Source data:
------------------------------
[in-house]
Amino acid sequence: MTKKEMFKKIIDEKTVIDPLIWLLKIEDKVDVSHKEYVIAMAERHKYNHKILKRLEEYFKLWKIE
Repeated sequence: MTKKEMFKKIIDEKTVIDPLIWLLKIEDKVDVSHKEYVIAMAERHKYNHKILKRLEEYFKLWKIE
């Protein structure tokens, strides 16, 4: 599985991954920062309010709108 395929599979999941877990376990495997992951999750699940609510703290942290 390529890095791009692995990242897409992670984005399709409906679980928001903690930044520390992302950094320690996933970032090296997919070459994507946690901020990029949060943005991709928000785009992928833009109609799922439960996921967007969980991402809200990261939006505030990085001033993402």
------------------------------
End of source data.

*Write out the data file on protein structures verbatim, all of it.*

[in-house]
Amino acid sequence: MTKKEMFKKIIDEKTVIDPLIWLLKIEDKVDVSHKEYVIAMAERHKYNHKILKRLEEYFKLWKIE
Repeated sequence: MTKKEMFKKIIDEKTVIDPLIWLLKIEDKVDVSHKEYVIAMAERHKYNHKILKRLEEYFKLWKIE
């Protein structure tokens, strides 16, 4: 599985991954920062309010709108 395929599979999941877990376990495997992951999750699940609510703290942290 390529890095791009692995990242897409992670984005399709409906679980928001903690930044520390992302950094320690996933970032090296997919070459994507946690901020990029949060943005991709928000785009992928833009109609799922439960996921967007969980991402809200990261939006505030990085001033993402």